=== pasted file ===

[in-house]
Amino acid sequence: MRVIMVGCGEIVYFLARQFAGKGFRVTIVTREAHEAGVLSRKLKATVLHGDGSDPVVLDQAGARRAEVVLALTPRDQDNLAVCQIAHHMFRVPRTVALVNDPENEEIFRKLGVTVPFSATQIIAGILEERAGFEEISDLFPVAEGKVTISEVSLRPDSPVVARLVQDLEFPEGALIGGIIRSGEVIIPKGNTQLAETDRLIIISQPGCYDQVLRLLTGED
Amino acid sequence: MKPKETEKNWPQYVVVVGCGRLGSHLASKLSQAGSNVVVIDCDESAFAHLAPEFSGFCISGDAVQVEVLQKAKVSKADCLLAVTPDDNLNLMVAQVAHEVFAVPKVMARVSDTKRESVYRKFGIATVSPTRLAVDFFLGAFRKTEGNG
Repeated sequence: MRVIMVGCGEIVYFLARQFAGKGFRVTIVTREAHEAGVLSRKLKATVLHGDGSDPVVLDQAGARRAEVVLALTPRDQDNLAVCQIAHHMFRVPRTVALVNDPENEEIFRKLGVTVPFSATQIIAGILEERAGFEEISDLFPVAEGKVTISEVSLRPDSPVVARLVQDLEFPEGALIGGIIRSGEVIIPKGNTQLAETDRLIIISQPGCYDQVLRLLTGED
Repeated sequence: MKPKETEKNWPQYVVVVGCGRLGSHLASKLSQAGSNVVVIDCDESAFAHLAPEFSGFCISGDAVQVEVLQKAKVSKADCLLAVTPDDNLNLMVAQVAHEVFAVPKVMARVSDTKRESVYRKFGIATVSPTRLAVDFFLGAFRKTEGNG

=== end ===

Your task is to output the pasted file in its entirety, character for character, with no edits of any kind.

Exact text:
[in-house]
Amino acid sequence: MRVIMVGCGEIVYFLARQFAGKGFRVTIVTREAHEAGVLSRKLKATVLHGDGSDPVVLDQAGARRAEVVLALTPRDQDNLAVCQIAHHMFRVPRTVALVNDPENEEIFRKLGVTVPFSATQIIAGILEERAGFEEISDLFPVAEGKVTISEVSLRPDSPVVARLVQDLEFPEGALIGGIIRSGEVIIPKGNTQLAETDRLIIISQPGCYDQVLRLLTGED
Amino acid sequence: MKPKETEKNWPQYVVVVGCGRLGSHLASKLSQAGSNVVVIDCDESAFAHLAPEFSGFCISGDAVQVEVLQKAKVSKADCLLAVTPDDNLNLMVAQVAHEVFAVPKVMARVSDTKRESVYRKFGIATVSPTRLAVDFFLGAFRKTEGNG
Repeated sequence: MRVIMVGCGEIVYFLARQFAGKGFRVTIVTREAHEAGVLSRKLKATVLHGDGSDPVVLDQAGARRAEVVLALTPRDQDNLAVCQIAHHMFRVPRTVALVNDPENEEIFRKLGVTVPFSATQIIAGILEERAGFEEISDLFPVAEGKVTISEVSLRPDSPVVARLVQDLEFPEGALIGGIIRSGEVIIPKGNTQLAETDRLIIISQPGCYDQVLRLLTGED
Repeated sequence: MKPKETEKNWPQYVVVVGCGRLGSHLASKLSQAGSNVVVIDCDESAFAHLAPEFSGFCISGDAVQVEVLQKAKVSKADCLLAVTPDDNLNLMVAQVAHEVFAVPKVMARVSDTKRESVYRKFGIATVSPTRLAVDFFLGAFRKTEGNG